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Opposition Unity and Disunity

  • Ian McAllister

Abstract

Many factors may converge to stimulate the formation and development of a political party and their weight in specific situations helps to determine the subsequent form that the party eventually takes. In Ulster a number of influences were at work in the late 1960s with the ability to shape new political alignments. Of all these potential influences, perhaps the most significant was negative: the constitutional arrangements. The adoption of the Westminster model of government in a divided society had resulted in a permanent government and opposition. The effect of this on Catholic politics was to militate against the establishment and consolidation of any tradition of parliamentary activity. In 1968 and 1969 those Catholics who primarily sought reform of the system rather than Irish unity therefore bypassed parliamentary politics by utilising street protest. Those that later stood for election on civil rights platforms did so as Independents, outside the already existing anti-partitionist political parties, and hence served as an impetus towards the reformation of the opposition groups.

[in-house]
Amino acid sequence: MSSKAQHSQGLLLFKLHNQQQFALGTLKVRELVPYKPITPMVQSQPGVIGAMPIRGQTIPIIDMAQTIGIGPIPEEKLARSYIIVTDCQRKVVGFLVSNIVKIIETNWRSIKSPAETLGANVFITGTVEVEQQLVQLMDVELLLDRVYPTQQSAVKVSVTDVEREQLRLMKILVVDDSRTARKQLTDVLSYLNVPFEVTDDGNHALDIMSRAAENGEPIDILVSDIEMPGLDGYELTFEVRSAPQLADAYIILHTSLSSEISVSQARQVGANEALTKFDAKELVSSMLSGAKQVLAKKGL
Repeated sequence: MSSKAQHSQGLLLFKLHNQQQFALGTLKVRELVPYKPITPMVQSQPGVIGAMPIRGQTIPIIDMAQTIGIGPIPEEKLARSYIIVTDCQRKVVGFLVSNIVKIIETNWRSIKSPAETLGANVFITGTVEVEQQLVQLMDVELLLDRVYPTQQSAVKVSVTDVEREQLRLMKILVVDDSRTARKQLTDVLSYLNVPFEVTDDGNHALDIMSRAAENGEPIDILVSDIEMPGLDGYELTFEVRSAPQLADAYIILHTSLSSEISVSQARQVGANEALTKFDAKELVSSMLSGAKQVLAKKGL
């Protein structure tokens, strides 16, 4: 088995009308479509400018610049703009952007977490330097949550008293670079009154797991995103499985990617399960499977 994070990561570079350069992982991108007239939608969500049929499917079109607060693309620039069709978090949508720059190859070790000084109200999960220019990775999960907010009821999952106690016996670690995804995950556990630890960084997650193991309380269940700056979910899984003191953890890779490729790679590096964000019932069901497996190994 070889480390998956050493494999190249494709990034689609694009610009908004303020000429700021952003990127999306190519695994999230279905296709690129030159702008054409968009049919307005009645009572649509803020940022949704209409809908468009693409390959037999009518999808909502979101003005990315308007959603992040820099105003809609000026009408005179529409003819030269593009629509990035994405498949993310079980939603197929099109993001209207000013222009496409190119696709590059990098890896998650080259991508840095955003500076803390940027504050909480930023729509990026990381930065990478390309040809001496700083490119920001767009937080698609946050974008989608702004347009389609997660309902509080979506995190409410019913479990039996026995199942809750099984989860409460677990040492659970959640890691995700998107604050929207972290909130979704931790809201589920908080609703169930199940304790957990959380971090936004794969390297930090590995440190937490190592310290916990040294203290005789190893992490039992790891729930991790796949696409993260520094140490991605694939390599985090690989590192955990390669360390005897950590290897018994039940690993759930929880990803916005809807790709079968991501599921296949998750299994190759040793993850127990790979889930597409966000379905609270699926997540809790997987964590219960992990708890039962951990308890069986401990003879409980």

Keywords

Political Party Public Order Labour Party Opposition Group Irish Unity 
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Notes

  1. 6.
    For general accounts of the election, see Roger Scott, ‘The British General Election in Northern Ireland’, The Dalhousie Review, 5:2 (1970) pp. 249–61.Google Scholar
  2. 7.
    See Barry White, ‘The SDLP’, Fortnight, 25 September 1970.Google Scholar

Copyright information

© Ian McAllister 1977

Authors and Affiliations

  • Ian McAllister

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